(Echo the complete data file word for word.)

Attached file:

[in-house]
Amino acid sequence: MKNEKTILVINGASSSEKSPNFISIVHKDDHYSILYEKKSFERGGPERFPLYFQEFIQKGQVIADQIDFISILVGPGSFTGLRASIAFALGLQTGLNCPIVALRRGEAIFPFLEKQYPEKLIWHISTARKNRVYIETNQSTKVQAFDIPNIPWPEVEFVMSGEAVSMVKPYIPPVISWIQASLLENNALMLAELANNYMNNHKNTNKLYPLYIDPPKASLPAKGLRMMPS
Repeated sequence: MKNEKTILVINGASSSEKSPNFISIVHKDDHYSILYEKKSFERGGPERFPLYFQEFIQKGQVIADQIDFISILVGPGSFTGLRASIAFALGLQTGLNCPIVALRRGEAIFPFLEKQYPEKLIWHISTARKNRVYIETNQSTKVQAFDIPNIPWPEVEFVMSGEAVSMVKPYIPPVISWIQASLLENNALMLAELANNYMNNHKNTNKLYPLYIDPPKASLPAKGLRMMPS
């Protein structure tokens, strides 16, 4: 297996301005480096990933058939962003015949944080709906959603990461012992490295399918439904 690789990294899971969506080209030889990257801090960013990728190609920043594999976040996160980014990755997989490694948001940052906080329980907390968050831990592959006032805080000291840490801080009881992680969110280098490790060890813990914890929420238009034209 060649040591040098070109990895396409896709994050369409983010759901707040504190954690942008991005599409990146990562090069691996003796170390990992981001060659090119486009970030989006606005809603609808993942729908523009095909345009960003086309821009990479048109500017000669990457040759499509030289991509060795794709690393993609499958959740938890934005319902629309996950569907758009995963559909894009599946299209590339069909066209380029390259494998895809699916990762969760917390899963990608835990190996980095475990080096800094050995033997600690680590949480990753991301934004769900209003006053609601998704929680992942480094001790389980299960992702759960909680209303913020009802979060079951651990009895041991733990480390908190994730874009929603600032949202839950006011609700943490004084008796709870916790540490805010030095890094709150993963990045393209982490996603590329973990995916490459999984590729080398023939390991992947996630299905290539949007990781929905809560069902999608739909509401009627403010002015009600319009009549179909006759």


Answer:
[in-house]
Amino acid sequence: MKNEKTILVINGASSSEKSPNFISIVHKDDHYSILYEKKSFERGGPERFPLYFQEFIQKGQVIADQIDFISILVGPGSFTGLRASIAFALGLQTGLNCPIVALRRGEAIFPFLEKQYPEKLIWHISTARKNRVYIETNQSTKVQAFDIPNIPWPEVEFVMSGEAVSMVKPYIPPVISWIQASLLENNALMLAELANNYMNNHKNTNKLYPLYIDPPKASLPAKGLRMMPS
Repeated sequence: MKNEKTILVINGASSSEKSPNFISIVHKDDHYSILYEKKSFERGGPERFPLYFQEFIQKGQVIADQIDFISILVGPGSFTGLRASIAFALGLQTGLNCPIVALRRGEAIFPFLEKQYPEKLIWHISTARKNRVYIETNQSTKVQAFDIPNIPWPEVEFVMSGEAVSMVKPYIPPVISWIQASLLENNALMLAELANNYMNNHKNTNKLYPLYIDPPKASLPAKGLRMMPS
């Protein structure tokens, strides 16, 4: 297996301005480096990933058939962003015949944080709906959603990461012992490295399918439904 690789990294899971969506080209030889990257801090960013990728190609920043594999976040996160980014990755997989490694948001940052906080329980907390968050831990592959006032805080000291840490801080009881992680969110280098490790060890813990914890929420238009034209 060649040591040098070109990895396409896709994050369409983010759901707040504190954690942008991005599409990146990562090069691996003796170390990992981001060659090119486009970030989006606005809603609808993942729908523009095909345009960003086309821009990479048109500017000669990457040759499509030289991509060795794709690393993609499958959740938890934005319902629309996950569907758009995963559909894009599946299209590339069909066209380029390259494998895809699916990762969760917390899963990608835990190996980095475990080096800094050995033997600690680590949480990753991301934004769900209003006053609601998704929680992942480094001790389980299960992702759960909680209303913020009802979060079951651990009895041991733990480390908190994730874009929603600032949202839950006011609700943490004084008796709870916790540490805010030095890094709150993963990045393209982490996603590329973990995916490459999984590729080398023939390991992947996630299905290539949007990781929905809560069902999608739909509401009627403010002015009600319009009549179909006759």